Exhibition Closed, Artist Censored
Iraqi-born, Chicago-based artist Wafaa Bilal has had his exhibition shut down by administrators at Rensselaer Polytechnical Institute in Troy, New York.
The work, Virtual Jihadi, uses the trope of video games to examine issues relating to the Iraq war.
Virtual Jihadi builds on and adds a layer of artistic intervention to a video game that was originally built for the consumer market. The first version, called "Quest for Saddam", allows players to hunt for Saddam Hussein. In a second iteration, Al Qaeda hacked the game and produced its own version, called "The Night of Bush Capturing", which allows players to hunt for Bush. Bilal's artwork hacked the Al Qaeda version of the game, adding new narrative aspects relating to the suffering of civilians in the Iraqi conflict.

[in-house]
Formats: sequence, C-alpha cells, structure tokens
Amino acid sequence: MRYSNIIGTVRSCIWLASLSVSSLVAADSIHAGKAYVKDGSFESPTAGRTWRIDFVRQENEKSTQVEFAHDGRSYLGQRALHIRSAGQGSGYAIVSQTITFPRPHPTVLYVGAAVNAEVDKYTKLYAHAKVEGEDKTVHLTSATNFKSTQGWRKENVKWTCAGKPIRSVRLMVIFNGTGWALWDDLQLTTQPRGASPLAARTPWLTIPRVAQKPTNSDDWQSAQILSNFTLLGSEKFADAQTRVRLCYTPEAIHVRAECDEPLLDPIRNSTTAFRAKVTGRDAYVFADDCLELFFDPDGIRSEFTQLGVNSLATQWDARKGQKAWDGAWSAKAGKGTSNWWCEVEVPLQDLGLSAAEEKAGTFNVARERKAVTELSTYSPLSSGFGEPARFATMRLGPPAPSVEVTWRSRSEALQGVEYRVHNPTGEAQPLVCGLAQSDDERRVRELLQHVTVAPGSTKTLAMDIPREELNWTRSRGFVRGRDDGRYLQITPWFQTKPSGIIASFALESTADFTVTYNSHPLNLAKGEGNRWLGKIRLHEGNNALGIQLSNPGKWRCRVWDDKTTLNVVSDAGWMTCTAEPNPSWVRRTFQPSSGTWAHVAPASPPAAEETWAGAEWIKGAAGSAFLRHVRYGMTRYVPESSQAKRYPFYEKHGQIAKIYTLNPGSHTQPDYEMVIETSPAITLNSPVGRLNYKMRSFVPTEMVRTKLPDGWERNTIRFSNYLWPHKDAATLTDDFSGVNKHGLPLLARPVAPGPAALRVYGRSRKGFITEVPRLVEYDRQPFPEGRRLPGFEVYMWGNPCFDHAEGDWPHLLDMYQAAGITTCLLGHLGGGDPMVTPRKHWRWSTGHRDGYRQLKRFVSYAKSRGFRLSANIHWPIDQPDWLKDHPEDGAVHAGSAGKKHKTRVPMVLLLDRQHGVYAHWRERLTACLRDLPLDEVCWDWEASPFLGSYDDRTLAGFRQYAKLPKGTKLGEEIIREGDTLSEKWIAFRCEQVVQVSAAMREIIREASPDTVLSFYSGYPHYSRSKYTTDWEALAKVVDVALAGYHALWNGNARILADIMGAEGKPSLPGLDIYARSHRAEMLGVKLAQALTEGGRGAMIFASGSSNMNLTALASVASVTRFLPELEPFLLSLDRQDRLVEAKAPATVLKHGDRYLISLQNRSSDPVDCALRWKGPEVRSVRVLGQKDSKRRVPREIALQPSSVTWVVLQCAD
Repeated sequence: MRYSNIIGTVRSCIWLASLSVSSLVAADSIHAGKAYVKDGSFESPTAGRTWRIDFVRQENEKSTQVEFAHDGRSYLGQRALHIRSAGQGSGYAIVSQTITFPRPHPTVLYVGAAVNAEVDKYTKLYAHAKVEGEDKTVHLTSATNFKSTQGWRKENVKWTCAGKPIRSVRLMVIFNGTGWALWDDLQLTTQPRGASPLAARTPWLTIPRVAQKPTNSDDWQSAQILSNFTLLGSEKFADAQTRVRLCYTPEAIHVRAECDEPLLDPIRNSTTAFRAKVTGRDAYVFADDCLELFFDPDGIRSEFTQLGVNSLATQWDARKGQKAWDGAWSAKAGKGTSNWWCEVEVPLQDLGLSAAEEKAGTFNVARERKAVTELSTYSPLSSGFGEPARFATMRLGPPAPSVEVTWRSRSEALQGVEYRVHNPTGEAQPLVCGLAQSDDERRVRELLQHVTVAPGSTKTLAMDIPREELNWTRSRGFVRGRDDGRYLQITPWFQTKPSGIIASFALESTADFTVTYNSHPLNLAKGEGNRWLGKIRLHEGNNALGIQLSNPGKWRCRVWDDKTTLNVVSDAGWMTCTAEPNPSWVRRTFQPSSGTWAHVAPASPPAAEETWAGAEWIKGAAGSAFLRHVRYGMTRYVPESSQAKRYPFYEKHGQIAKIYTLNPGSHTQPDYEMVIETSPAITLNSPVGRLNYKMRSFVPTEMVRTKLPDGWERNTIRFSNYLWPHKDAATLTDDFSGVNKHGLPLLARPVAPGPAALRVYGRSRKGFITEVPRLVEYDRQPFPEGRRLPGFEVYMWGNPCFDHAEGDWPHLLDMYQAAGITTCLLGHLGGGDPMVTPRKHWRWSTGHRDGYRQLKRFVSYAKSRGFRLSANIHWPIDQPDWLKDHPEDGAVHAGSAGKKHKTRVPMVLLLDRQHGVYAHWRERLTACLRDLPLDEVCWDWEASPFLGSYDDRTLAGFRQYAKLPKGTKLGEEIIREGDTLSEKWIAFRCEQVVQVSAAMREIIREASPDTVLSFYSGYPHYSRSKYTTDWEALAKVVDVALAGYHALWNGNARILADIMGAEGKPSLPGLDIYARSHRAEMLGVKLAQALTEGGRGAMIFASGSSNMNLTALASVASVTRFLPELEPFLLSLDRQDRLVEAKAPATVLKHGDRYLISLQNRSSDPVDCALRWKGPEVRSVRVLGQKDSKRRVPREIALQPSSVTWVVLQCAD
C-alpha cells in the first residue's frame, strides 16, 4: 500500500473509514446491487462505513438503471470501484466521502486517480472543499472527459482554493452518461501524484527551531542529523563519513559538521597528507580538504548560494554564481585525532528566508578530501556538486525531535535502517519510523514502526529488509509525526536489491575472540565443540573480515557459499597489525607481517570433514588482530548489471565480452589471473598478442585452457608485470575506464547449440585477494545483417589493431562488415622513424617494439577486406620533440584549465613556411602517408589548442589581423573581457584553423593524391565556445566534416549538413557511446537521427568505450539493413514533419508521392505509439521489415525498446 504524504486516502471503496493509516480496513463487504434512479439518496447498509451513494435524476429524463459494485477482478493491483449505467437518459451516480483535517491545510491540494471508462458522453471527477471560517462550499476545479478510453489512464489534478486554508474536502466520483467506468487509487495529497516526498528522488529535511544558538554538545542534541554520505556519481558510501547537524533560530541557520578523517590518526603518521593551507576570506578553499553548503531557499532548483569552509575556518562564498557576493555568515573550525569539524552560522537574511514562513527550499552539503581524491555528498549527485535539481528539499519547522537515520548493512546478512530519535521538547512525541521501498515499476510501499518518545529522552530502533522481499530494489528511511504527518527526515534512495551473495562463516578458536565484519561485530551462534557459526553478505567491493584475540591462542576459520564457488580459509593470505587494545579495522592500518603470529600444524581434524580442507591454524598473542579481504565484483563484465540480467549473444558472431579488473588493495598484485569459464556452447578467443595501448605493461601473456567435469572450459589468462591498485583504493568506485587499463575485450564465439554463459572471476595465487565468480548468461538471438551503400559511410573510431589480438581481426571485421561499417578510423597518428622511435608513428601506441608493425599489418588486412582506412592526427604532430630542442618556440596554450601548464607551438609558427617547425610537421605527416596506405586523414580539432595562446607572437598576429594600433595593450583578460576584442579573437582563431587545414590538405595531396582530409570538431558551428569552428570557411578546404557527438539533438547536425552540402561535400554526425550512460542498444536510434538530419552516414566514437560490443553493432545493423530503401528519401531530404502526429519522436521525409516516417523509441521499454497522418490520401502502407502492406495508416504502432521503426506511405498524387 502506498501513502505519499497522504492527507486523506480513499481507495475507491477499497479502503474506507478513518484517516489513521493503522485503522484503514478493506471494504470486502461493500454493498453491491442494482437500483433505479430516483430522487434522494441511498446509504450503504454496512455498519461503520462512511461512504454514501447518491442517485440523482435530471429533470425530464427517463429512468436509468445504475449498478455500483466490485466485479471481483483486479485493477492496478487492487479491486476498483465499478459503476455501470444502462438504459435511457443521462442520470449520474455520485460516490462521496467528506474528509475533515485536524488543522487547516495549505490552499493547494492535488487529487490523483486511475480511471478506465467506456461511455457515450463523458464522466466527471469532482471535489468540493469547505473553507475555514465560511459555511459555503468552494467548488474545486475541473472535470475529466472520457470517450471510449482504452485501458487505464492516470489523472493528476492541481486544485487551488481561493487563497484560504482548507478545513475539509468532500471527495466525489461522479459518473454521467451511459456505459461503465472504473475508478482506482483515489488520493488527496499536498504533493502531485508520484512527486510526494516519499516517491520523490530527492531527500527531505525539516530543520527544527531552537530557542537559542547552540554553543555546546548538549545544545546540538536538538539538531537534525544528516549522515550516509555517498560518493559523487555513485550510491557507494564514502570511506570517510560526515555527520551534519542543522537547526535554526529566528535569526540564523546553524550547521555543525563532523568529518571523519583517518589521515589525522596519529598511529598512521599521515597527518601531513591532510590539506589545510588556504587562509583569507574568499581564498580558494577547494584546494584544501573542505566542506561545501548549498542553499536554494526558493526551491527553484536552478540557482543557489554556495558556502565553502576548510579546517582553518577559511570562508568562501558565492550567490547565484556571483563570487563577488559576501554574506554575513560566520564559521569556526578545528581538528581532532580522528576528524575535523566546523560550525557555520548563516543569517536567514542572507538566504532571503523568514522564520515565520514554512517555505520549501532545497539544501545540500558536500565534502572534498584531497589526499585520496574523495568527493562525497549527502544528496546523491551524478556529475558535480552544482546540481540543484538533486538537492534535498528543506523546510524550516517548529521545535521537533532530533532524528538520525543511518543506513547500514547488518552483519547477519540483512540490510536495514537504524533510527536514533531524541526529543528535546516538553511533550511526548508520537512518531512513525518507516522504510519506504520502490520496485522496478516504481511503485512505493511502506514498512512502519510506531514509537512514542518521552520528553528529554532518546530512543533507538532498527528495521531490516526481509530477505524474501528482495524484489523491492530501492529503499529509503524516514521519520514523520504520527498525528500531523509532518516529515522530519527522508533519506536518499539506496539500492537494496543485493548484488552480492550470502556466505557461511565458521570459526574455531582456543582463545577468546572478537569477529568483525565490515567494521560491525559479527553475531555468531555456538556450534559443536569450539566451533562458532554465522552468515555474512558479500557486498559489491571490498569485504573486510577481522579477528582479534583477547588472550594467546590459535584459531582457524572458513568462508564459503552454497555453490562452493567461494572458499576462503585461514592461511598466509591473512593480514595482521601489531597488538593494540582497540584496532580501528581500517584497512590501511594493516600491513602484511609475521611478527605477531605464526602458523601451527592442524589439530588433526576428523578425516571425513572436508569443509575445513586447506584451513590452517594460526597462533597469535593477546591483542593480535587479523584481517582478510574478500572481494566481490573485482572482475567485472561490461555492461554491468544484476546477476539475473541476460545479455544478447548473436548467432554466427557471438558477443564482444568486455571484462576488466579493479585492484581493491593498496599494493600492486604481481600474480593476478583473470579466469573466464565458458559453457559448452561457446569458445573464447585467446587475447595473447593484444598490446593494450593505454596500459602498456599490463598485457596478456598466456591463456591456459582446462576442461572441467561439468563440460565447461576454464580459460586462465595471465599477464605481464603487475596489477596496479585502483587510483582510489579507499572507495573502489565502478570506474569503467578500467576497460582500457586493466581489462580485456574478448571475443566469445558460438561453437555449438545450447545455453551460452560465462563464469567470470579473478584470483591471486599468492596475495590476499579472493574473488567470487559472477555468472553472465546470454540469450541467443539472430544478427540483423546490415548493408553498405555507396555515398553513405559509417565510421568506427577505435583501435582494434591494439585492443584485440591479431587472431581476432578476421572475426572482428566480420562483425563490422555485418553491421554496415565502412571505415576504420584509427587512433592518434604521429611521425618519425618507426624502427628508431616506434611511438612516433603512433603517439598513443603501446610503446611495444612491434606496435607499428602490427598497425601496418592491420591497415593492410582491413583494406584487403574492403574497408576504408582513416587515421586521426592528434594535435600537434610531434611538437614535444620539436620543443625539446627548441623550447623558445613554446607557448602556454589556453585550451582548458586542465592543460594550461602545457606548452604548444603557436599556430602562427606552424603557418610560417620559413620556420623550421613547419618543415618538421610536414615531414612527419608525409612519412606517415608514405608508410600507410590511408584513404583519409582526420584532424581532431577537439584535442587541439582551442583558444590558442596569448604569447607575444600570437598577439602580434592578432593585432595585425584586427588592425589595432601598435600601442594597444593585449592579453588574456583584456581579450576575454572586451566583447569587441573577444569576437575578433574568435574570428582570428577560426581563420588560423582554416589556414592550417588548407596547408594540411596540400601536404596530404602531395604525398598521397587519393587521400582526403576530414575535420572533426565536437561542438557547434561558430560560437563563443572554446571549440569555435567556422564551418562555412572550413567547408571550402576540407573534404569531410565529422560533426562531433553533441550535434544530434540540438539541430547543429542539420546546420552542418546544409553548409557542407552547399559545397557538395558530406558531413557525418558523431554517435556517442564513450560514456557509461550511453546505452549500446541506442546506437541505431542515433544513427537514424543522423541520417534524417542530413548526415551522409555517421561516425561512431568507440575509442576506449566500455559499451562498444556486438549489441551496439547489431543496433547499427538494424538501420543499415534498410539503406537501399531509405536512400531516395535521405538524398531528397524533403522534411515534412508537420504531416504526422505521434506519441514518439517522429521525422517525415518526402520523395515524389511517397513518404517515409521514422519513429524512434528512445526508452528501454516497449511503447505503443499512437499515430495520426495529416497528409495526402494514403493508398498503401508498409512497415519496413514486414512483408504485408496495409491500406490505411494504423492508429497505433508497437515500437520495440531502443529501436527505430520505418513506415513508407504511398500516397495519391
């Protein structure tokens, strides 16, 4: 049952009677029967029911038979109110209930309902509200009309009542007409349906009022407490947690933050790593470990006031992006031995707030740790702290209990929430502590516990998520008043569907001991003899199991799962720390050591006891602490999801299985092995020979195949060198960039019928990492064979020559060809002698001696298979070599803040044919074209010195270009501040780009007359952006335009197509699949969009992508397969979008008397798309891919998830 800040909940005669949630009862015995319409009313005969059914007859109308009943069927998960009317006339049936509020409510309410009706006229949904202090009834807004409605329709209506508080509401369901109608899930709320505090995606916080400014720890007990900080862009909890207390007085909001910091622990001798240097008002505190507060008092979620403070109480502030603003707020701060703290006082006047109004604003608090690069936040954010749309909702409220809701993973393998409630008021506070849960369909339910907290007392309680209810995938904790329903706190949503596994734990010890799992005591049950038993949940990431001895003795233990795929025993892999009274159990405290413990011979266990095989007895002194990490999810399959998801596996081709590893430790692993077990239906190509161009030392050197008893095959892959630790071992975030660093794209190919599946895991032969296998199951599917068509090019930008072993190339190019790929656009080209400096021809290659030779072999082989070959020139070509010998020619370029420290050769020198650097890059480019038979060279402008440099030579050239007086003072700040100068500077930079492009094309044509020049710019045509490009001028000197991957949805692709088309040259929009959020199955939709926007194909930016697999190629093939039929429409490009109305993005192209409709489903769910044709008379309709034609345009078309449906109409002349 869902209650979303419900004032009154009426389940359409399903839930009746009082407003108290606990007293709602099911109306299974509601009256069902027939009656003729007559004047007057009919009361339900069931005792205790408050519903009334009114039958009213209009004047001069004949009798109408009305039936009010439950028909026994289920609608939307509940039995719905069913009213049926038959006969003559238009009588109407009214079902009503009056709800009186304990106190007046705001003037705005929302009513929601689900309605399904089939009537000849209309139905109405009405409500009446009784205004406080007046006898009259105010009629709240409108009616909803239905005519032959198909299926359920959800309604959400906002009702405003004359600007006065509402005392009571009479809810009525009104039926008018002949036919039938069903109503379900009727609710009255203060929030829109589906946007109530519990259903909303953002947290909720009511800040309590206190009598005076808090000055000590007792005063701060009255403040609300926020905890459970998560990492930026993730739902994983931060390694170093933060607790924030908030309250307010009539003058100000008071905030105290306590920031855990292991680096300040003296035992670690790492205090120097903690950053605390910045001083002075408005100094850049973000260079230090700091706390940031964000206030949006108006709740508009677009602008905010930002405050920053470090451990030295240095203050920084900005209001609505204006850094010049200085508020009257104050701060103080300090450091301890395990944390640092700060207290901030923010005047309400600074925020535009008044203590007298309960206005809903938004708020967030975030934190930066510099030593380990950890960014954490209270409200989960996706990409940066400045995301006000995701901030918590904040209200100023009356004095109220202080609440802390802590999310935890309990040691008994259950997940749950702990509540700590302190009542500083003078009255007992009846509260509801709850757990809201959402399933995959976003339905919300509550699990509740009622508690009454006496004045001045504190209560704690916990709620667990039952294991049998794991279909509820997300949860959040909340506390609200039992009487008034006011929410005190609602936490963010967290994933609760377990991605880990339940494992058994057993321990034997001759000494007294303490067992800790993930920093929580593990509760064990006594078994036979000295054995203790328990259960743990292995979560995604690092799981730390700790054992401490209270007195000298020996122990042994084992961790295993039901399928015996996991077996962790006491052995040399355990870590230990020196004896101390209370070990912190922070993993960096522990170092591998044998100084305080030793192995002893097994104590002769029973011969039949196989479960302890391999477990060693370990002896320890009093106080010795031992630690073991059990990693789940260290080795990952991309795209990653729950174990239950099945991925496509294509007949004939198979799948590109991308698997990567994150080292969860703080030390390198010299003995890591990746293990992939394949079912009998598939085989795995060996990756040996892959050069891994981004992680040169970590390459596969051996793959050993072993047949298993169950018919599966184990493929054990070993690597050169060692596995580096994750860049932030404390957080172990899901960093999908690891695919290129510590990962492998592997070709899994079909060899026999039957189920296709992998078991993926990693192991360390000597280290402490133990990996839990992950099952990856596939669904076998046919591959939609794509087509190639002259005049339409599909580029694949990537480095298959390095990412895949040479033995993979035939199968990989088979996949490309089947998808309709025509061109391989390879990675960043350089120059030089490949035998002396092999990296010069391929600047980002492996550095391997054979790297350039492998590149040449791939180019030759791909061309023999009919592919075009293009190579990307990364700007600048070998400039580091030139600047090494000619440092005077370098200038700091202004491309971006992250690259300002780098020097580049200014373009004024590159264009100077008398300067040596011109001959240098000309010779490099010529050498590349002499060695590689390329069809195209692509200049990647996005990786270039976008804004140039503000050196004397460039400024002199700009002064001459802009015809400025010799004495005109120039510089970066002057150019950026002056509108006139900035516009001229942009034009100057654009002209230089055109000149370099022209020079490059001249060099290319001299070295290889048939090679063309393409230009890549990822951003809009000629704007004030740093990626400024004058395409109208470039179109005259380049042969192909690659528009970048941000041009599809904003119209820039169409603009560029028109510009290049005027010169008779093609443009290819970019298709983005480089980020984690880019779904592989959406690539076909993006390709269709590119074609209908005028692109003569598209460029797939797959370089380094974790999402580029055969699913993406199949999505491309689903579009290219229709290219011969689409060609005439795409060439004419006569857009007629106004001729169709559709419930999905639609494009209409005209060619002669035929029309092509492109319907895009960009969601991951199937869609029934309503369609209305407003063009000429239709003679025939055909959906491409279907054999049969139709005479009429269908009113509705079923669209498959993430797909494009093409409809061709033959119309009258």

Here is Bilal's description of the work and the intention behind it:
This artwork is
meant to bring attention to the vulnerability of Iraqi civilians, to
the travesties of the current war, and to expose racist generalizations
and profiling. Similar games such as “Quest for Saddam” or “America’s
Army” promote stereotypical, singular perspectives. My artwork inverts
these assumptions, and ultimately demonstrates the vulnerability to
recruitment by violent groups like Al Qaeda because of the U.S.
occupation of Iraq.
In closing the exhibition, Bilal has been denied access to university buildings and questioned by the FBI.
The censorship has been widely criticized by the art community.
Bilal is a US citizen who emigrated to the United States after being persecuted by the administration of Saddam Hussein for his political artwork.